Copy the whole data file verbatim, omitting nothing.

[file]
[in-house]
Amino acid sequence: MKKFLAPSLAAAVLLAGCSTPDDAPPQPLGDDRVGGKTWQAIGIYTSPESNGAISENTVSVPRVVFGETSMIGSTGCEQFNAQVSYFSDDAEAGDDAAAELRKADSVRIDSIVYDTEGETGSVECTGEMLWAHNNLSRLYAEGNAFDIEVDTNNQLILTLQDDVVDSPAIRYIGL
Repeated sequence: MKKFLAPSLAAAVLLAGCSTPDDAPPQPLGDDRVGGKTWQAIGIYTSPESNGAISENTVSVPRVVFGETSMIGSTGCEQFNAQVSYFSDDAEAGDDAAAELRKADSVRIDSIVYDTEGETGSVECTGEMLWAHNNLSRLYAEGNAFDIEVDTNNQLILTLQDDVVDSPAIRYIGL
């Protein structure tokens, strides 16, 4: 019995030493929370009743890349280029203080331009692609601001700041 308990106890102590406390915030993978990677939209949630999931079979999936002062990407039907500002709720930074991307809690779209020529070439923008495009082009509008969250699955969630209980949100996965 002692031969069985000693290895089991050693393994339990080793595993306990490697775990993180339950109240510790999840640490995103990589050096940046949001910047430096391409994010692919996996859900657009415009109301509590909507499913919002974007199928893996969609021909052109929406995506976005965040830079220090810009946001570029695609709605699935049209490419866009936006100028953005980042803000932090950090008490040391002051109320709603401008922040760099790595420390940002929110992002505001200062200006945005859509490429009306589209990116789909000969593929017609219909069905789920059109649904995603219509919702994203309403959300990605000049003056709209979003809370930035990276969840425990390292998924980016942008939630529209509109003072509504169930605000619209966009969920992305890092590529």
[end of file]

[in-house]
Amino acid sequence: MKKFLAPSLAAAVLLAGCSTPDDAPPQPLGDDRVGGKTWQAIGIYTSPESNGAISENTVSVPRVVFGETSMIGSTGCEQFNAQVSYFSDDAEAGDDAAAELRKADSVRIDSIVYDTEGETGSVECTGEMLWAHNNLSRLYAEGNAFDIEVDTNNQLILTLQDDVVDSPAIRYIGL
Repeated sequence: MKKFLAPSLAAAVLLAGCSTPDDAPPQPLGDDRVGGKTWQAIGIYTSPESNGAISENTVSVPRVVFGETSMIGSTGCEQFNAQVSYFSDDAEAGDDAAAELRKADSVRIDSIVYDTEGETGSVECTGEMLWAHNNLSRLYAEGNAFDIEVDTNNQLILTLQDDVVDSPAIRYIGL
């Protein structure tokens, strides 16, 4: 019995030493929370009743890349280029203080331009692609601001700041 308990106890102590406390915030993978990677939209949630999931079979999936002062990407039907500002709720930074991307809690779209020529070439923008495009082009509008969250699955969630209980949100996965 002692031969069985000693290895089991050693393994339990080793595993306990490697775990993180339950109240510790999840640490995103990589050096940046949001910047430096391409994010692919996996859900657009415009109301509590909507499913919002974007199928893996969609021909052109929406995506976005965040830079220090810009946001570029695609709605699935049209490419866009936006100028953005980042803000932090950090008490040391002051109320709603401008922040760099790595420390940002929110992002505001200062200006945005859509490429009306589209990116789909000969593929017609219909069905789920059109649904995603219509919702994203309403959300990605000049003056709209979003809370930035990276969840425990390292998924980016942008939630529209509109003072509504169930605000619209966009969920992305890092590529």